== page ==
https://auth0.com/blog/jwt-json-webtoken-logo/

Add JWT Authentication to Node.js

In my earlier story I wrote about how to best transfer from clients and how to best store passwords on the server side, you can check it our here, the next step up is to add authentication tokens, and I’m going to explain how to do that with JASON Web Tokens (JWT), also I will be providing the full source code at the end of the story.

The great thing about JWT is that its super simple to understand, implement and there are plenty of libraries for a variety of languages, I even contributed to one of them here and here back in 2015 😎.

Enough with the talking, I’m going to reuse the project used in A safer way to deal with passwords, the code doesn’t look exactly the same as I did a few improvements, anyway, let’s get to it!

The first thing I did was to pick a pre-made JWT library, I went with jsonwebtoken because it was created by Auth0, you can find more libraries at jwt.io, then opened a terminal, went to my node.js projects root and run the following command to download, install and save the new dependency:

npm install jsonwebtoken --save

Next, I imported the module using:

const jwt = require('jsonwebtoken')

Next I added two new URLs to node, /signIn and /update, to sign in and to update the username of the signed in user.

When the website calls /signIn, I query my test mongodb database for valid credentials, once that’s successful I create the JWT token with an expiration of 1 hour, and then I send the token back to the caller as follows:

iat means issues at, exp means expiration and id is a custom id that identifies the user, once I construct the payload I pass it to jwt.sign() to create the token, ok cool, then what’s jwt_secret? this secret is automatically read once my node application starts and it creates it if it doesn’t exist in my secrets file, it’s a base64-encoded cryptic random bytes of 32 bytes long, I create it using crypto.randomBytes(32), modify all this information to fit the needs of your application, the code I created to read/create secrets is below

The secret is needed to sign the JWT to make sure that the content of the JWT is not altered, and if it is, to detect it before trying to do anything with it.

JWT by default doesn’t encrypt, it just base64 encodes the payloads, adds a header and appends the signature to it, there are ways to encrypt JWT but for the purpose of this example we don’t need to do that, and if you’re not encrypting the JWT either make sure you don’t put sensitive information in there.

Ok, cool back on track, once the token is created we send it to the called in a JSON response, the website reads this and stores it in localStorage, for the purpose of this project localStorage is enough, websites can store information using key/value pairs using localStorage and it will persist even if the computer is restarted, JWT claims that there are security issues by storing tokens and sensitive information in localStorage, the default behavior is that localStorage sandboxes/protects the information stored in there only to the host that stored it, so no other website/host has access to this data, but keep in ming that it’s vulnerable to cross-site scripting, same as cookies, ah yes, I didn’t store the token in a cookie because based on mozilla cookies are a thing of the past =)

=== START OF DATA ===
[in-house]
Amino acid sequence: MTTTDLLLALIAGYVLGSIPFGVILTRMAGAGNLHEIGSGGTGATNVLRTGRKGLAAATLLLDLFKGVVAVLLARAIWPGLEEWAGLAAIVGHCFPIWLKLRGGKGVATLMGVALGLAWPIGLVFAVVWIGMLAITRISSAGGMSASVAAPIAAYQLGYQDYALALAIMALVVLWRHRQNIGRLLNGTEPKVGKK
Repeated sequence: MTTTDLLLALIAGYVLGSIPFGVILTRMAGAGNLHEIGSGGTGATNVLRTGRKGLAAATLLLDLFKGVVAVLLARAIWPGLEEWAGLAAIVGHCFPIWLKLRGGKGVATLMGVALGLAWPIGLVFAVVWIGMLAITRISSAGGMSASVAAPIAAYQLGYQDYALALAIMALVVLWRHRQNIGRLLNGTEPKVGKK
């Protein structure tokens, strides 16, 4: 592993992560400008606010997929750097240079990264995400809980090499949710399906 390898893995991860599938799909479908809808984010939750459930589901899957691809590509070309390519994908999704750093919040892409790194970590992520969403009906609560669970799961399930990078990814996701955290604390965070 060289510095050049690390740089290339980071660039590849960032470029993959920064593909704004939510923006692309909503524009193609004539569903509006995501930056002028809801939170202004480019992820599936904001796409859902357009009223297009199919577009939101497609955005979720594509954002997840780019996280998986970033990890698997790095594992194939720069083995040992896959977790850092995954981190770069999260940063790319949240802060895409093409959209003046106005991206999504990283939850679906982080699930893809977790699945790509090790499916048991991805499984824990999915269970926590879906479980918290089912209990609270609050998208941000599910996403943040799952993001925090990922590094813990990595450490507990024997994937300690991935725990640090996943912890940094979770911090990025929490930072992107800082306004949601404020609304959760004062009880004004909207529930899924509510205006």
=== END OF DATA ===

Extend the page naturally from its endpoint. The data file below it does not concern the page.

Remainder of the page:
If anyone has a safer approach on how to store tokens on the client side please let me know! 🙏

So this is how the website requests the signIn and handles the token:

First before anything we securely hash the password, then we send the POST fetch request, once I receive the response, I parse the JSON, read the token and store it in localStorage using localStorage.setItem().

Once the token is stored in localStorage, let’s move to the /update request for changing the user’s username to something else, the HTML form code is very simple, it collects the new username and calls onChangeAccount():

The onChangeAccount() implementation is below:

The first thing we do is to read the token from the localStorage using localStorage.getItem(), the token is later passed in with the Authorization request header with Bearer type as follows: Authorization: Bearer ${token}.

On the server side, before we change any data I validate and extract the payload data, if the JWT is invalid I return an error, otherwise I proceed with the editing by using the id value from the payload to query the user from the database and modify it, for this I create a helper function that returns the payload only if the authorization header exists and the JWT is valid:

and the code that uses the payload is highlighted below:

As you can see in the code above, I get the users collection from the test database, I then update the username for the user with the matching ID.

Well, this was a very simple story, I hope it helps in your endeavors, as always, please feel free to add comments or questions in the section below, or feel free to reach out to me via twitter at @ObjSal.

Don’t stop here, please continue reading and learning about JWT from it’s official website, and play around with its online JWT debugger.
References:

Computer Science Engineer, Cross-Platform App Developer, Open Source contributor. 🇲🇽🇺🇸

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